Bronze Birch Borer: Symptoms, Causes, Treatment & Prevention
Seattle Tree Care experts talk about options for treating bronze birch borer, from chemical treatments to at-home practices that can save your birch tree.
About the Bronze Birch Borer
Native to North America, damage caused by the bronze birch borer (BBB) dates back to the late 1800’s and continues to the present day.
Trees Attacked by Bronze Birch Borer
This pest is known to attack all native and non-native species of birch, although susceptibility varies. In Seattle, we often see these trees infested by BBB:
- white-barked (Betula jacquemontii)
- paper birch (Betula papyrifera)
- European white birch (Betula pendula)
The BBB is opportunistic and thrives in birch trees that are weakened or stressed by agents such as drought, soil compaction, root injury, other insects, and old age. Birch trees tend to prefer cool and moist growing sites, which are not typically found in most residential and urban areas. With frequent stress caused by dehydration, high temperatures, and compacted soils, landscape birch trees are commonly attacked by this pest.
Bronze Birch Borer Symptoms
Early symptoms of the BBB include yellow leaves, branch dieback, and an overall thin appearance to the upper part of the canopy. Larvae feed underneath the bark and disrupt the flow of water to the canopy. Wound tissue forms around these disruptions, creating a serpentine lump underneath the bark. Eventually, the symptoms progress downward to the lower branches and trunk.
MID-STAGE BBB SYMPTOMS
Mid-stage symptoms include expanded areas of branch dieback spreading from the top of the tree downward. You may notice that infested tree limbs lack the fine twigs normally seen on healthy branches.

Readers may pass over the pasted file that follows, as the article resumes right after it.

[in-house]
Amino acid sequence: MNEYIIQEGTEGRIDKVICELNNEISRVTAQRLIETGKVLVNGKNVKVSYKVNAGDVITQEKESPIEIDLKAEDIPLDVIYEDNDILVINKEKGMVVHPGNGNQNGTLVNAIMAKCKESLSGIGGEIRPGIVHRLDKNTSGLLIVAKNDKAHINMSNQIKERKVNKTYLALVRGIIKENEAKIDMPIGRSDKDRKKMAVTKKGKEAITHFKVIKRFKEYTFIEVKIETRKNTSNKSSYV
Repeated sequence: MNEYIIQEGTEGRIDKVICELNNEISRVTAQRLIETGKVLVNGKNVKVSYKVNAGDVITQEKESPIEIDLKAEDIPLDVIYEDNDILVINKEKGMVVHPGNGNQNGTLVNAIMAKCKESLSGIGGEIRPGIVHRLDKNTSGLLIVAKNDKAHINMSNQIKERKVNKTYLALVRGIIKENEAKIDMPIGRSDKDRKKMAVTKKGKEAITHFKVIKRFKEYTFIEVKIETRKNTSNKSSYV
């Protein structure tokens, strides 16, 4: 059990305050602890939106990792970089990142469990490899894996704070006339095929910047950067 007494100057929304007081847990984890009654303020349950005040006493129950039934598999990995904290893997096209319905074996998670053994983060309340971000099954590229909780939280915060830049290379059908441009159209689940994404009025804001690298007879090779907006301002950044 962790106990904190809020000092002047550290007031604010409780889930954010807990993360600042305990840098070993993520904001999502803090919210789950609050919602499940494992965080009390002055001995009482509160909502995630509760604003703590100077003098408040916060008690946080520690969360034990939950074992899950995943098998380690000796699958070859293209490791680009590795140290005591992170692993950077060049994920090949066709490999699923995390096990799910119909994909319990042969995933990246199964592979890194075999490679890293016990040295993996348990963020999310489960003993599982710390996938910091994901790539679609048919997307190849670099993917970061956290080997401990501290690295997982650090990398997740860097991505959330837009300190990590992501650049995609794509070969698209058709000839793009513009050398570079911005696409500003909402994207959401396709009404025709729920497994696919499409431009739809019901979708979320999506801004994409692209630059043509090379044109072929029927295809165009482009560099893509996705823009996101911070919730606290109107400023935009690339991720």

LATE SYMPTOMS OF BBB INFESTATION
As the destruction progresses, late symptoms appear, with significant canopy dieback and no fine twigs on infested limbs. Overall, the tree looks bare and appears to be dying from the top down.
Adult beetles cause relatively little damage, but the larvae feed on the xylem layer and disrupt the movement of water and minerals within the tree. Early symptoms can be difficult to diagnose, but eventually, the canopy dies from the top down.
Trees may be infested for several years before symptoms are visible in the canopy.
Options for Treating Bronze Birch Borer
Preventively treating your tree is the best defense against BBB.
Adequate water is a key factor in maintaining healthy birch trees. A slow, deep watering event once per week during dry conditions will help maintain soil moisture levels and minimize the stress that invites the borer.
Practice Proper Pruning
Pruning helps reduce the number of beetles in your tree and reduces the threat of dead limbs falling on your property. Pruning focuses on cutting deadwood down to where the tree is still alive and the wood is stable.
Option 1: Soil Application of a Systemic Insecticide
Research trials have shown systemic insecticide treatments are highly effective at protecting birch trees. Current insecticide technology, Xytect and Mectinite, can protect your tree from BBB and other insects, including the birch leafminer.
Xytect and Transtect are systemic insecticides that protect the vascular system of the tree. Xytect should be applied in the spring or the fall and Transtect should be applied in the summertime. Both are applied at the base of the tree and are evenly distributed throughout the canopy by the pull created by the leaves. When the insect ingests the treatment they quickly stop feeding and die.
Transtect will provide rapid protection (within a week on most sized trees) and will last the entire season. Xytect can take up to 6-8 weeks to be active in the canopy but will provide 12 months of protection.
Which treatment will be recommended is dependent on the time of year the treatment will be applied.
Xytect or Transtect will also protect your birch tree from these other insects:
- Birch Leafminers
- Spittle Bugs
- Flat Head Borers
- Leaf Hopper
- Soft Shell Scale
Option 2: Stem Injections
If you have a tree that is infested or a large tree that is in a high-risk area, your arborist may recommend a treatment using Mectinite. Mectinite is applied by injecting it into the root flares of the tree and has been shown in University trials to get excellent control of actively feeding larvae. Mectinite works for two growing seasons.
Want more bronze birch borer information?
Download this sheet (PDF) with details about identifying and treating the beetle.
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Request service for bronze birch borer by completing the brief form below or giving us a call at 206-789-0534.
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